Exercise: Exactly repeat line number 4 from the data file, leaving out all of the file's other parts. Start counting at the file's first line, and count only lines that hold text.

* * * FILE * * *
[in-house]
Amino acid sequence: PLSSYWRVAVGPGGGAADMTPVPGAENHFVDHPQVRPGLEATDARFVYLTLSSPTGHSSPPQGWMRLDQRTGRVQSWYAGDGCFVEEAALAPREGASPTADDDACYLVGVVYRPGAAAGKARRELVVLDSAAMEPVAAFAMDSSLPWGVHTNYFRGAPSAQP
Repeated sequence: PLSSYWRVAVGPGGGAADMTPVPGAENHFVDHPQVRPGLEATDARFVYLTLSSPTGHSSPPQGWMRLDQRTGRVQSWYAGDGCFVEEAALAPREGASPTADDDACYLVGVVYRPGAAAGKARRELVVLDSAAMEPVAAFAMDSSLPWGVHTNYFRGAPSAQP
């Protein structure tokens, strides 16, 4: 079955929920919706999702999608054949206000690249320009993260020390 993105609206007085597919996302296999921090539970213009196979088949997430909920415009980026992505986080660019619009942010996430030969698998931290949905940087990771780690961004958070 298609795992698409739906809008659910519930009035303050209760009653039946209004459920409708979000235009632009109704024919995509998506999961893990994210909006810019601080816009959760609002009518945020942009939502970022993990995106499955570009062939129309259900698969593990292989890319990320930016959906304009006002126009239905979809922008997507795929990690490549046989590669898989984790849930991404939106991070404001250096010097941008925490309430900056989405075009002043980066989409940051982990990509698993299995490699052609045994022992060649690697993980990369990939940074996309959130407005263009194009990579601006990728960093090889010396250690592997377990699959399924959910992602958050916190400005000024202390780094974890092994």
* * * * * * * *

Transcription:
């Protein structure tokens, strides 16, 4: 079955929920919706999702999608054949206000690249320009993260020390 993105609206007085597919996302296999921090539970213009196979088949997430909920415009980026992505986080660019619009942010996430030969698998931290949905940087990771780690961004958070 298609795992698409739906809008659910519930009035303050209760009653039946209004459920409708979000235009632009109704024919995509998506999961893990994210909006810019601080816009959760609002009518945020942009939502970022993990995106499955570009062939129309259900698969593990292989890319990320930016959906304009006002126009239905979809922008997507795929990690490549046989590669898989984790849930991404939106991070404001250096010097941008925490309430900056989405075009002043980066989409940051982990990509698993299995490699052609045994022992060649690697993980990369990939940074996309959130407005263009194009990579601006990728960093090889010396250690592997377990699959399924959910992602958050916190400005000024202390780094974890092994």